Dog kennel operator charged with cruelty




BEACON FALLS — A dog kennel operator is facing an animal cruelty charge after a dog died in his facility.

The Beacon Paws kennel at 17 Old Turnpike Road in Beacon Falls, where a customer’s dog died in early January.

A Naugatuck resident left her 18-month-old bulldog, Artemis, with Beacon Paws, a dog kennel business at 17 Old Turnpike Road, for about a week in early January while she went out of town. On Jan. 6, Beacon Paws operator George Meder told state Animal Control Officer Charles DellaRocco the dog suffered some injuries on Jan. 4 while playing with seven or eight dogs, according to an arrest warrant and Meder.

Meder told DellaRocco that he noticed Artemis to be lethargic and stated in a spontaneous utterance, “…I probably should have taken Arty to the vet,” according to the arrest warrant. Meder said he noticed Artemis was dead on Jan. 6.

On Jan. 9, Artemis was taken to Dr. Samantha McNamara of Salmon Brook Veterinarian Hospital in Granby. McNamara’s post-mortem examination revealed several puncture wounds to the dog’s head and neck area, with significant swelling and secondary infection present.

“The nature of the wounds would have caused severe respiratory distress that would be obvious in nature. Dr. McNamara again stated that the nature of the injuries would have caused significant bleeding (particularly from the ear wounds) which would have been evident to any lay person, medically trained or not medically trained,” the arrest warrant states.

McNamara further stated that her professional opinion was that there was a failure to render care or basic first aid, and negligence in not seeking veterinary care immediately following the incident, according to the arrest warrant.

Connecticut State Police charged Meder with cruelty to animals on Jan. 19. He was released on a $15,000 bond and is scheduled to appear at Derby Superior Court on Feb. 27.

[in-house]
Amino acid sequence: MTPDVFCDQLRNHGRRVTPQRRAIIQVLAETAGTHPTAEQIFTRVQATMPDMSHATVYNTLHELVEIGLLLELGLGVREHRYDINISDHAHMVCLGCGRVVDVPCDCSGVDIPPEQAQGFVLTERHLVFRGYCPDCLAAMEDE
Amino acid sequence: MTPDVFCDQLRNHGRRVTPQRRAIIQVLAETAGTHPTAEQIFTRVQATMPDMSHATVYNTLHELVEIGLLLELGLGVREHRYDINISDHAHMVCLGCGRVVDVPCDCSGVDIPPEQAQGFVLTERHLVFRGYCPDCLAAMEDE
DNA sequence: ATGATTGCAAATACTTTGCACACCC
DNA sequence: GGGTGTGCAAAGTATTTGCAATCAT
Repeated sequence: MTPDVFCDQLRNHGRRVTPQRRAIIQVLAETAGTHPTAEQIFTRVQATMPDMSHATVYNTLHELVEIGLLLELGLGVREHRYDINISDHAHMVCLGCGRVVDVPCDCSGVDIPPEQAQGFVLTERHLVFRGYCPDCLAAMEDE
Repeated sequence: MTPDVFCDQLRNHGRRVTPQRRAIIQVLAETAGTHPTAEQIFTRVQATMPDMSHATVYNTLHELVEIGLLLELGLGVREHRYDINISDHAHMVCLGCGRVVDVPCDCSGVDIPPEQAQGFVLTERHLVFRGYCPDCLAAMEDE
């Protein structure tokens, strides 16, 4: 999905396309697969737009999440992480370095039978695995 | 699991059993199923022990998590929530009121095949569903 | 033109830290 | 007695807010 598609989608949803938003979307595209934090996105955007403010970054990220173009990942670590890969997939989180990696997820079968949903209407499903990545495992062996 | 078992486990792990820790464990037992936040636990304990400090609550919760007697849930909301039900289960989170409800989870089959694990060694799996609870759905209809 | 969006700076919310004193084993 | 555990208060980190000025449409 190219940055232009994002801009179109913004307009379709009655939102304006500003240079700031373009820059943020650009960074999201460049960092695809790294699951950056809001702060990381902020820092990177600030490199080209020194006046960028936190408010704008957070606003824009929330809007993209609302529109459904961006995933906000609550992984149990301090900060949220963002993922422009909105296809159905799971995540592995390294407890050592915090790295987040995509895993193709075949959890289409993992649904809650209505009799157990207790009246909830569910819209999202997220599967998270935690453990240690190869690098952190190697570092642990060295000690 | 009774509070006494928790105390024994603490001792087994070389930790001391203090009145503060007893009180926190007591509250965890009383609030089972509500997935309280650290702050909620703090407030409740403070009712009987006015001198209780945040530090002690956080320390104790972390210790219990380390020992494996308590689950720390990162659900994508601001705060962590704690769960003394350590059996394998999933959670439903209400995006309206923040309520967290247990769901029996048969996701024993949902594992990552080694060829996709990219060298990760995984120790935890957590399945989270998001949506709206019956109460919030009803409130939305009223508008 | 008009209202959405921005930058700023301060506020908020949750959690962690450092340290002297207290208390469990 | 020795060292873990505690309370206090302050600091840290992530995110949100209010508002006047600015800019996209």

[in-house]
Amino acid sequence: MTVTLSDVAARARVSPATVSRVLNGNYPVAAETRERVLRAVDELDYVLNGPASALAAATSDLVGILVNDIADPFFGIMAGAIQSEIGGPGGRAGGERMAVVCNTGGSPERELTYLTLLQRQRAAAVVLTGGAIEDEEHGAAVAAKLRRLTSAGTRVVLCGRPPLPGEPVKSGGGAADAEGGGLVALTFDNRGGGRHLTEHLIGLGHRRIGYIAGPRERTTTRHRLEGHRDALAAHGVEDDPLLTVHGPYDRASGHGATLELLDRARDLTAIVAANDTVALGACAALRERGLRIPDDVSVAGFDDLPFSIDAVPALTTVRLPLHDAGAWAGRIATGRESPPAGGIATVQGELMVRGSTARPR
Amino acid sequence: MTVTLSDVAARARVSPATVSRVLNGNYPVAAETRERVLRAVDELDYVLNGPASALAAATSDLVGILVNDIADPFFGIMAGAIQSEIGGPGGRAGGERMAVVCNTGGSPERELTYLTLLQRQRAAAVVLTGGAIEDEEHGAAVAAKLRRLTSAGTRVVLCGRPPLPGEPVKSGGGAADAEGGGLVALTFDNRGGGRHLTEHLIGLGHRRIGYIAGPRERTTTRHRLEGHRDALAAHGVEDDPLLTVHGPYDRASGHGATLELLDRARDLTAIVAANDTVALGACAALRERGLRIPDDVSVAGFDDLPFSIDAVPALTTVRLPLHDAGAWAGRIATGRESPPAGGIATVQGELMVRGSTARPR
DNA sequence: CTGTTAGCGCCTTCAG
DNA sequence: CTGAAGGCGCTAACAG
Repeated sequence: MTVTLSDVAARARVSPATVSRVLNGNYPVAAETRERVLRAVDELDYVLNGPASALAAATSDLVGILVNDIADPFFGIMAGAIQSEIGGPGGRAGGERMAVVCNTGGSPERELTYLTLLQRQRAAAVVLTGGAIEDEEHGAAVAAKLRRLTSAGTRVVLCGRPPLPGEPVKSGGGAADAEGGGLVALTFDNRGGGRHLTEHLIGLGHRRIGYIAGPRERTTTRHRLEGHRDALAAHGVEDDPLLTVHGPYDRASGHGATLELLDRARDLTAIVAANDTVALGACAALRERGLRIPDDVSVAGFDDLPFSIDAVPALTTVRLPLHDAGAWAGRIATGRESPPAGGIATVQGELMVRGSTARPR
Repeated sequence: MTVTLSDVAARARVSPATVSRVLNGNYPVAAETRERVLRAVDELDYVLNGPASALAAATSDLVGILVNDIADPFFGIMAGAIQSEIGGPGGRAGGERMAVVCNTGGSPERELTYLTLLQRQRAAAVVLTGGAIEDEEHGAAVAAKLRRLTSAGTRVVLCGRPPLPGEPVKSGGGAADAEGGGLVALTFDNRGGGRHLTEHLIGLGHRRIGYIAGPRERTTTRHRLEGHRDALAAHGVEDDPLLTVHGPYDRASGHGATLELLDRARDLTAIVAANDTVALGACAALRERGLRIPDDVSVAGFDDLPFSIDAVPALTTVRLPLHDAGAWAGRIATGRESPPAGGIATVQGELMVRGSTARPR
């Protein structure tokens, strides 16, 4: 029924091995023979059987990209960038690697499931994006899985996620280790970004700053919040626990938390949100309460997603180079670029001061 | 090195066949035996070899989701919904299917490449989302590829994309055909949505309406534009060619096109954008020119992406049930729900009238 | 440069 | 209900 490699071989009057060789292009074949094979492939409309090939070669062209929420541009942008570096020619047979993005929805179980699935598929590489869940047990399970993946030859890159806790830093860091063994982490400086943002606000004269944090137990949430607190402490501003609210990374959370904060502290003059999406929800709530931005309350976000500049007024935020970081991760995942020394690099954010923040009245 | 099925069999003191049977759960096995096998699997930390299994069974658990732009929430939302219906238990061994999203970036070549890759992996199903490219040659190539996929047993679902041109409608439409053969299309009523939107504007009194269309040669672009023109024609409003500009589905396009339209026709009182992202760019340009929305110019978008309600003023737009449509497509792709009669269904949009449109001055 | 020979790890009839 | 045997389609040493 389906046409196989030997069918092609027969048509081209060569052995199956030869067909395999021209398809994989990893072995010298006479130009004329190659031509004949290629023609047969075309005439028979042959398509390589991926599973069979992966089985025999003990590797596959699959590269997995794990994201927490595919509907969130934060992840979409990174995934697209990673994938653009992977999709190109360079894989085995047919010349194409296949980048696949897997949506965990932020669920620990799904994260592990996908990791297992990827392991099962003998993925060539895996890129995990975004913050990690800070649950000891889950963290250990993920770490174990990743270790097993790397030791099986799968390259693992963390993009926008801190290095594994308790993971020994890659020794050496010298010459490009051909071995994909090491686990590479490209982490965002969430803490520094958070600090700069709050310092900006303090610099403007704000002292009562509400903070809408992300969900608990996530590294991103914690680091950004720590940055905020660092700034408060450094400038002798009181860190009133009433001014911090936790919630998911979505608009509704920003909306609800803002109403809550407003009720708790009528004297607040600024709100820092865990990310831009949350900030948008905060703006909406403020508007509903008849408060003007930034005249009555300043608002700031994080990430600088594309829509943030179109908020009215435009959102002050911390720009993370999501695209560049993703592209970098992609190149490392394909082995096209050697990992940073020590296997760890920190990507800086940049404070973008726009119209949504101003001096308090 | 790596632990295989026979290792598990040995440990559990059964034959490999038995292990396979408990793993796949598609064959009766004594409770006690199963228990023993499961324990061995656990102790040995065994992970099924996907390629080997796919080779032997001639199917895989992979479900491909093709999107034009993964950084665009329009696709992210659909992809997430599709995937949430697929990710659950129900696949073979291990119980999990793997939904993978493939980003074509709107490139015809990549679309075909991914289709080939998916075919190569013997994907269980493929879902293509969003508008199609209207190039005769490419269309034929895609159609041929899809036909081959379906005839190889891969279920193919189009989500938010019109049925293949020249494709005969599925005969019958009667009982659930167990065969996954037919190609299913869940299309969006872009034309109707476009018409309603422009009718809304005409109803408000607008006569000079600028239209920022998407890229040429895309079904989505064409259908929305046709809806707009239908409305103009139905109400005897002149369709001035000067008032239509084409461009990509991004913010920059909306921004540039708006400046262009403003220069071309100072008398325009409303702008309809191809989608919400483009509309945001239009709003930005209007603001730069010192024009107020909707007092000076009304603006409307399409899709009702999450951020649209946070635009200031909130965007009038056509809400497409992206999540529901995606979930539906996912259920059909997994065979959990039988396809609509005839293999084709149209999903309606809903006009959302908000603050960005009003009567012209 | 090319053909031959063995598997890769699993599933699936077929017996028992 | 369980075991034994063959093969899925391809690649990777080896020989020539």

Meder, who has operated the kennel for 11 years, said in an interview he never intended for it to come out this way and applied some hydrogen peroxide, alcohol and Neosporin to treat the wounds.

“I was doing what I thought was right at the time,” Meder said. “If I had thought that there was going to be a big issue or there was going to be any issue at all, I would’ve done it differently. I just didn’t see that when this thing started, or after. Anybody who knows me from this business or anything else would know that it’s not me to intentionally ever put a dog in danger or any animal. I wouldn’t do it.”

Meder said he doesn’t know what the cause of death was or if those injuries were in any way related to the dog’s untimely death. The dog wasn’t bleeding, nor did the injuries have any blood, he added.

“If it’s determined I didn’t handle it right, that I should’ve done something different but I didn’t see some of the things I should’ve seen and dealt with them in a better way, I’m going to accept that,” Meder said. “I’m not going to fight it. I don’t do that. You take responsibility for what happens. There’s no running from this. There’s no hiding.”

The business has been licensed with the state Department of Agriculture since 2012.

Past complaints of the business were obtained from the state Department of Agriculture, which regulates kennels and pet shops.

One of those complaints included a 3-year-old Rottweiler named Taco that initially arrived at the business at about noon on Aug. 8, 2022, for boarding.

The dogs were checked at around 7 at night. Meder arrived the next morning and Taco appeared to be fine; his water bowl was three-quarters full. About an hour later, one of the workers noticed the dog was a little wobbly and soon afterward Meder and a worker heard a sound like a “dull chain saw going through wood” coming from Taco. The dog was “sitting like a sphinx and breathing in a big way,” according to the state Department of Agriculture complaint.

Meder transported Taco to Newtown Veterinary Specialists where the dog later died. That case has since been closed, and as of Sept. 16, 2022, state Animal Control Officer Kelli Baker said she was unable to determine the cause of Taco’s death without a necropsy.

“It appears that the staff of Beacon Paws took all appropriate actions when Taco fell ill and I am unable to determine if Beacon Paws is responsible for Taco’s death.” Baker said in the complaint.

Gina Meder, George Meder’s wife, owns the business while George Meder oversees the day-to-day operations. She posted on Facebook that what happened was tragic and that her husband would never harm a dog but rather has been a kind, caring person to every animal he has been involved with.

“My husband is very broken up for what had happened. He has cared for hundreds and hundreds of dogs and cats. I can’t tell you how many animals were just dumped at our kennel and he cared for each and every one of them,” Gina Meder said. “He has transported many sick dogs to the vet, when dogs wouldn’t eat because they were upset or depressed.”

George Meder said regardless of the outcome of this case, his wife should not be linked to it since she isn’t involved with daily operations.

“At the end of the day, I’m responsible for what I did or didn’t do right and there’s no getting away from that,” George Meder said. “Yes, I’m a nice guy, I have a big heart, I always try to help people. I would never to want something like this to happen but because it did, I’ve got to deal with it.”